Candy Crush Saga maker King is preparing to go public, but one look at the “key metrics” in its SEC papers tells a seemingly simple story: The company is popular and profitable, but may have already peaked.
Due to the way King releases its products, though, “peaked” may not be the right word to use here.
The company said that its revenue dropped from $621 million in Q3 2013 to $602 million in Q4, “driven by a decrease in Candy Crush Saga gross bookings,” and that that drop would have been steeper had it not been “mostly offset by an increase in gross bookings across all of our other games.” Still, King’s most famous game generates some 78 percent of its revenue.
The company advertises only three games on King.com — Candy Crush Saga, Farm Heroes Saga and Papa Pear Saga — but it actually cranks out far more than that on a regular basis. King uses the website RoyalGames.com as a farm for new ideas.
Spread out over six studios, King’s developers first put new games on RoyalGames and then track who plays those games, for how long, and how often they come back. The games that do best get drafted to the big leagues, Facebook and mobile. In other words, its new content pipeline is dependent on a niche audience of gatekeepers.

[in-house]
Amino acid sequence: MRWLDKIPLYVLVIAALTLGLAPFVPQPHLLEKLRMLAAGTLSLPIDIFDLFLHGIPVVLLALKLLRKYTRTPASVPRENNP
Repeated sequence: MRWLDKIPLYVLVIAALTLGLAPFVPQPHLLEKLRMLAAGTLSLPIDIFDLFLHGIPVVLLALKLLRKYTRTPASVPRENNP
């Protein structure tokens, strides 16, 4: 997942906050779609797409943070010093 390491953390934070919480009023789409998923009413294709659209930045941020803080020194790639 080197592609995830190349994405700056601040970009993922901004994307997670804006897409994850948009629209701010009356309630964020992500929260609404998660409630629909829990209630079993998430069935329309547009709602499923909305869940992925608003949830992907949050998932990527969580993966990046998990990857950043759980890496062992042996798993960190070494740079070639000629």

The problem is, people like what they already know. King’s most recent title, Farm Heroes Saga, is basically the same game as Candy Crush Saga with different art, and Papa Pear Saga is pretty close to EA subsidiary PopCap’s seven-year-old puzzle game Peggle.
That’s not to say innovation is the answer. Candy Crush was pretty similar to another PopCap hit, Bejeweled, but went farther on the back of its addictively calculated level design, social networking savvy gameplay and aggressive marketing strategy. To keep growth up and investors happy, King will need to either innovate on new titles more aggressively — increasing the chances of lightning striking twice — or continue to tweak its big games to further extend their staying power.
Given how much King has milked out of Candy Crush already, the second scenario is especially interesting. More hardcore free-to-play games on other platforms can last a very long time if game companies continue to support their online communities and supply new content.
This year will show if Candy Crush is up to the same feat.
This article originally appeared on Recode.net.